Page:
Bringing mature trees into Berlin’s newest green workspace (video included)
Almost 3,200 trees were planted in the streets of Berlin alone last year. In addition, there are numerous trees in parks and on private property. As good as that sounds: Young trees planted today will only contribute to a better urban climate in later years. They literally have to grow into their job first. For our DSTRCT.Berlin it was therefore clear: Instead of planting small young trees, we would rather plant ones that have already grown. Come next summer, they immediately provide cool shade.
A precious 8-tonne cargo
And how exciting the planting was: We needed a special crane that can carry enormous loads – each of our trees weighs around 8 tons! In addition, the crane had to reach an enormous lifting height: The trees were intended for the inner courtyards and had to be manoeuvred in vertically from the outside. You can’t help but breathe a sigh of relief when this weight suddenly hangs over the building that we have all put so much heart and soul into.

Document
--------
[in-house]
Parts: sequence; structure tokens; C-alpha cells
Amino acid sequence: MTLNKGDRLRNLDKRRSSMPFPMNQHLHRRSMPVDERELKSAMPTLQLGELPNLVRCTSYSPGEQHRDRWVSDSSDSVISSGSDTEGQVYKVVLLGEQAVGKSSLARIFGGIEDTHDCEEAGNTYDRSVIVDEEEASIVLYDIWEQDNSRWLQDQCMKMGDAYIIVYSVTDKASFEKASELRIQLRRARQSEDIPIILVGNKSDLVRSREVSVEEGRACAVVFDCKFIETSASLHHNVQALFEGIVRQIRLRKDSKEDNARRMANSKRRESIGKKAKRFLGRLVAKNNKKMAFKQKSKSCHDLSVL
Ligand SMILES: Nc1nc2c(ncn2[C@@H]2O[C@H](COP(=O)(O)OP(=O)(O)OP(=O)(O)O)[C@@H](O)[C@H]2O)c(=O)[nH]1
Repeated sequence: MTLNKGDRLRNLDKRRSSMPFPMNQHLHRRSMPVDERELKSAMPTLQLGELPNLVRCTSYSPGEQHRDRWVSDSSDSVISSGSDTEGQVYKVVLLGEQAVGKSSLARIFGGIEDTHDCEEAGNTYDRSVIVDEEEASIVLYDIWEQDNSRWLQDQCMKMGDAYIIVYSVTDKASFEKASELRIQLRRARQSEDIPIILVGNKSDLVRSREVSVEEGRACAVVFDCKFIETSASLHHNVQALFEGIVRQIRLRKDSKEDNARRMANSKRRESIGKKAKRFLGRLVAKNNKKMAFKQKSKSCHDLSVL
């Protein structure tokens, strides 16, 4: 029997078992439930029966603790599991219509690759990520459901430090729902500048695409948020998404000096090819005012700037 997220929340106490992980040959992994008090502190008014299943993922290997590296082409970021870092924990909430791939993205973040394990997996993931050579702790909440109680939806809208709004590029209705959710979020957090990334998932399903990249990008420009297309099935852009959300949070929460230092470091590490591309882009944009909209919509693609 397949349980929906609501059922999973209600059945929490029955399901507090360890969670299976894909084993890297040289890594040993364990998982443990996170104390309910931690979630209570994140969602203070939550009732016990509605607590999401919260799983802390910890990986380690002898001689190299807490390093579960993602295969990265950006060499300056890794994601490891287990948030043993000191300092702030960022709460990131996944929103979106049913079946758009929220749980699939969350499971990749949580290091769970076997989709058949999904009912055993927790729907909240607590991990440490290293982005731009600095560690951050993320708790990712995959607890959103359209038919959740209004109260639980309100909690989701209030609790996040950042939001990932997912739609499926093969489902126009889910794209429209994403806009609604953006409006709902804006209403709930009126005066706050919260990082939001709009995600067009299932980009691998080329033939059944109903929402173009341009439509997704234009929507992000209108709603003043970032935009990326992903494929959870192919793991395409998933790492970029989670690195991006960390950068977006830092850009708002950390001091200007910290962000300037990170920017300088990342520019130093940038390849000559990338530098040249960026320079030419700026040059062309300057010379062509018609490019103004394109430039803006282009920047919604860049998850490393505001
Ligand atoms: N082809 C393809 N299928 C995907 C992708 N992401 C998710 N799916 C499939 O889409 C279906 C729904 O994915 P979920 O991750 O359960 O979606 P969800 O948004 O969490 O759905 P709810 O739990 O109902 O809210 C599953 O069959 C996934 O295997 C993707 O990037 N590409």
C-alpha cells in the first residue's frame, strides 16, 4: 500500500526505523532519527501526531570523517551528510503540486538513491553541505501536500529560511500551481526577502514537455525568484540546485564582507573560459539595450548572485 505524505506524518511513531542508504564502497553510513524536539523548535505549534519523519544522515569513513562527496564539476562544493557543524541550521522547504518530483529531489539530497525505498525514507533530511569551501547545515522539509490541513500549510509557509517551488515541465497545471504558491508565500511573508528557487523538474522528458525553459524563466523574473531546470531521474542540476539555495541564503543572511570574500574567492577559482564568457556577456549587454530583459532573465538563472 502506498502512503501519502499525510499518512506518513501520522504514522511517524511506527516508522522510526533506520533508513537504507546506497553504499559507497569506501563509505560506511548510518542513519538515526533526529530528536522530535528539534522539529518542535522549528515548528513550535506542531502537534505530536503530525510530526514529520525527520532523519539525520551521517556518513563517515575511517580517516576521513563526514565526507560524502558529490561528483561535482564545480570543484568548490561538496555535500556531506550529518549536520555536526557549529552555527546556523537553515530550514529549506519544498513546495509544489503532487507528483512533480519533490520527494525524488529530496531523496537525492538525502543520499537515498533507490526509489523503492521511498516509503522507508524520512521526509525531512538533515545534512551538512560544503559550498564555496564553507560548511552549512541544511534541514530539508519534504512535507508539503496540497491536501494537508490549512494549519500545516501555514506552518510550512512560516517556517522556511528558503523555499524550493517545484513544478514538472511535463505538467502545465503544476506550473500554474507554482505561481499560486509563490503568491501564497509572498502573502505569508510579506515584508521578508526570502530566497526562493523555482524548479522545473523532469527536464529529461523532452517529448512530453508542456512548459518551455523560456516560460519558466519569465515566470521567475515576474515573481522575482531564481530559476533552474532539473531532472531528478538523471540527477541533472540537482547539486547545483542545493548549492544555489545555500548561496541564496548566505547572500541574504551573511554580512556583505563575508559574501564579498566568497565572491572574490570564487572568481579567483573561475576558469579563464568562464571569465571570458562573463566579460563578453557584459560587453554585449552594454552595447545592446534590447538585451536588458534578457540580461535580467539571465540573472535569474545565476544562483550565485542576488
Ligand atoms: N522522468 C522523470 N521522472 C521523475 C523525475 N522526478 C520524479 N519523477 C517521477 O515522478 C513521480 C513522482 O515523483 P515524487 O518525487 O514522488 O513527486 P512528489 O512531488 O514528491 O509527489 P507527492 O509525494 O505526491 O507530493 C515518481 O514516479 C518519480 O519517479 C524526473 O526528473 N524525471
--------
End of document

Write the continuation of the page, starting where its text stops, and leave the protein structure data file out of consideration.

On top of that, unfortunately, gusts of wind were to be expected on the day of planting. In our video (below) you can already see how the wind tugs at the branches and leaves until we finally arrive in the sheltered courtyard. Of course, we constantly monitored the weather and the ongoing forecast and, to be on the safe side, we did not use the last tree, but planned a new date for this one.
We love hornbeams
By the way, we have chosen hornbeams. Reasons: They are native to this area and are considered sturdy. They’re beautiful, too, of course. In addition, deciduous trees generally store CO2 better than conifers. If we use beech for comparison, although it is explicitly a different tree species, it shows: A single tree standing 20 metres tall with a trunk diameter of 20 centimetres (measured at the height of a person’s chest) draws up to 800 kilograms of CO2 from the atmosphere. This is twice as much as, for example, a spruce of the same dimensions.
And 20 meters isn’t the end of the line. If the beech grows another five metres and gains further in trunk girth, it can store up to 6,000 kilograms of CO2. Such a tree then contributes as much to climate protection as a two-person household through eight years of consistent use of green electricity instead of conventional energy.
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